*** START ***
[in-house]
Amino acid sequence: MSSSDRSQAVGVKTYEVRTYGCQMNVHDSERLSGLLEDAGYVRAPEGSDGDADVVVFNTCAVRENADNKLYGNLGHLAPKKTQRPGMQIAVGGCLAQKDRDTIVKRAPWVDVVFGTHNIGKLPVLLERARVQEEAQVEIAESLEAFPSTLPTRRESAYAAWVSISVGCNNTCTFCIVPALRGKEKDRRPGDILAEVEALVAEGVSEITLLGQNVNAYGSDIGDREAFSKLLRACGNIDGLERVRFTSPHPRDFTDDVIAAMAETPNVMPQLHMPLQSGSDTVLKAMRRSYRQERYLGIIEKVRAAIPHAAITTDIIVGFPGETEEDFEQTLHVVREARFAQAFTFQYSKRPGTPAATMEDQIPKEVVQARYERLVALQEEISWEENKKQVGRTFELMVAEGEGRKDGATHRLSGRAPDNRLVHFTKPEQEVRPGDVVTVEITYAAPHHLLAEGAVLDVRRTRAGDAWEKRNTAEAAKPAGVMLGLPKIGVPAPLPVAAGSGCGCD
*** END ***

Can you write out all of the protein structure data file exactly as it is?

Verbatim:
[in-house]
Amino acid sequence: MSSSDRSQAVGVKTYEVRTYGCQMNVHDSERLSGLLEDAGYVRAPEGSDGDADVVVFNTCAVRENADNKLYGNLGHLAPKKTQRPGMQIAVGGCLAQKDRDTIVKRAPWVDVVFGTHNIGKLPVLLERARVQEEAQVEIAESLEAFPSTLPTRRESAYAAWVSISVGCNNTCTFCIVPALRGKEKDRRPGDILAEVEALVAEGVSEITLLGQNVNAYGSDIGDREAFSKLLRACGNIDGLERVRFTSPHPRDFTDDVIAAMAETPNVMPQLHMPLQSGSDTVLKAMRRSYRQERYLGIIEKVRAAIPHAAITTDIIVGFPGETEEDFEQTLHVVREARFAQAFTFQYSKRPGTPAATMEDQIPKEVVQARYERLVALQEEISWEENKKQVGRTFELMVAEGEGRKDGATHRLSGRAPDNRLVHFTKPEQEVRPGDVVTVEITYAAPHHLLAEGAVLDVRRTRAGDAWEKRNTAEAAKPAGVMLGLPKIGVPAPLPVAAGSGCGCD